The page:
On the Structural Robustness of Evolutionary Models of Cooperation
This paper studies the structural robustness of evolutionary models of cooperation, i.e. their sensitivity to small structural changes. To do this, we focus on the Prisoner’s Dilemma game and on the set of stochastic strategies that are conditioned on the last action of the player’s opponent. Strategies such as Tit-For-Tat (TFT) and Always-Defect (ALLD) are particular and classical cases within this framework; here we study their potential appearance and their evolutionary robustness, as well as the impact of small changes in the model parameters on their evolutionary dynamics. Our results show that the type of strategies that are likely to emerge and be sustained in evolutionary contexts is strongly dependent on assumptions that traditionally have been thought to be unimportant or secondary (number of players, mutation-rate, population structure...). We find that ALLD-like strategies tend to be the most successful in most environments, and we also discuss the conditions that favor the appearance of TFTlike strategies and cooperation.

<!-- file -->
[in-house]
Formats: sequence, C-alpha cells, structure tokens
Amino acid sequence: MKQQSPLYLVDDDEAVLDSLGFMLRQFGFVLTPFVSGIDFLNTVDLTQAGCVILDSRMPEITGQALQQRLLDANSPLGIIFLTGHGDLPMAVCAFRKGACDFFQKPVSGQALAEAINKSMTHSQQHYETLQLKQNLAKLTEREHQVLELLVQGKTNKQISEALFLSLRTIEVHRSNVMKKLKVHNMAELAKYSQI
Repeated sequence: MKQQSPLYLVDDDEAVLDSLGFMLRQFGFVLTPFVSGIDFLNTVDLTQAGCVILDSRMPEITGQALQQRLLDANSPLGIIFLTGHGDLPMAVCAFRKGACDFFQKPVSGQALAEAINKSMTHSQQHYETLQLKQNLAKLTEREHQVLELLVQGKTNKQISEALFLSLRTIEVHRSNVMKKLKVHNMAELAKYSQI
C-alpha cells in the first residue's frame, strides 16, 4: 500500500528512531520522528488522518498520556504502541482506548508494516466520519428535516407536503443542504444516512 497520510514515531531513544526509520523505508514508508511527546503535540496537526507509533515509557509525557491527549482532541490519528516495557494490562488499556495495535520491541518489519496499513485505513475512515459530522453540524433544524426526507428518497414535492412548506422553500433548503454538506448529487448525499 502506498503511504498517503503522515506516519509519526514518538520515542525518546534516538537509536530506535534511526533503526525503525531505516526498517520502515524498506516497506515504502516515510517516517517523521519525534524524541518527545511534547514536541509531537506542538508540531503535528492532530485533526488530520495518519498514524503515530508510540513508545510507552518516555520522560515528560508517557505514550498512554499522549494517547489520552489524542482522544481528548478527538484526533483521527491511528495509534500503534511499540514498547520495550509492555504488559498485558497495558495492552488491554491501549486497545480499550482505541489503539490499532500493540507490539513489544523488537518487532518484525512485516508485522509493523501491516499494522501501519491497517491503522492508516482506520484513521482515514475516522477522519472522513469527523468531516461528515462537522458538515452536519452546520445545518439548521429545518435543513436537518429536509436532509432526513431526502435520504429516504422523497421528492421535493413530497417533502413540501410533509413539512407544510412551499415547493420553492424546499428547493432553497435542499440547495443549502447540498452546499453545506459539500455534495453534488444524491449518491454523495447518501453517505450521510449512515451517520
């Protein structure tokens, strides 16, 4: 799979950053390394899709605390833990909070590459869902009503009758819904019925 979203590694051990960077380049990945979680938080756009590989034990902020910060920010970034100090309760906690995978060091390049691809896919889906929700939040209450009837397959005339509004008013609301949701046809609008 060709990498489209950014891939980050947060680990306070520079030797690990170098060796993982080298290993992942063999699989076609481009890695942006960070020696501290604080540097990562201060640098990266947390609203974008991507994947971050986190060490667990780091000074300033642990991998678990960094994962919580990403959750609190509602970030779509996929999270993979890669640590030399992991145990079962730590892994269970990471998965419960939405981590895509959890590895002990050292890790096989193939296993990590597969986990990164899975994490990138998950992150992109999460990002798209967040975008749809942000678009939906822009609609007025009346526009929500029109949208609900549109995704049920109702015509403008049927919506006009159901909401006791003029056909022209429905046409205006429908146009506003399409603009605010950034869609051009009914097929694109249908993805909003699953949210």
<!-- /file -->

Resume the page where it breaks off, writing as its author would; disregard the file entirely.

KeywordsEvolution of Cooperation Evolutionary Game Theory Iterated Prisoner’s Dilemma Tit for Tat Agent-based Modeling
Unable to display preview. Download preview PDF.
- Axelrod, R.: The Evolution of Cooperation. Basic Books USA (1984)Google Scholar
- Axelrod, R.: The Evolution of Strategies in the Iterated Prisoner’s Dilemma. In: Davis, L. (ed.) Genetic Algorithms and Simulated Annealing, pp. 32–41. Morgan Kaufman, San Francisco (1987); Reprinted in Axelrod, R.: The complexity of cooperation. Agent-based models of competition and collaboration. Princeton University Press, Princeton (1997)Google Scholar
- Binmore, K.: Playing Fair: Game Theory and the Social Contract I. MIT Press, Cambridge (1994)Google Scholar
- Binmore, K.: Review of the book: The Complexity of Cooperation: Agent-Based Models of Competition and Collaboration. In: Axelrod, R. (ed.), Princeton University Press, Princeton (1997); Journal of Artificial Societies and Social Simulation 1(1) (1998), http://jasss.soc.surrey.ac.uk/1/1/review1.html
- Probst, D.: On Evolution and Learning in Games. PhD thesis, University of Bonn (1996)Google Scholar
- Wilensky, U.: NetLogo. Center for Connected Learning and Computer-Based Modeling, Northwestern University, Evanston, IL (1999), http://ccl.northwestern.edu/netlogo/
- Kulkarni, V.G.: Modelling and Analysis of Stochastic Systems. Chapman & Hall/CRC (1995)Google Scholar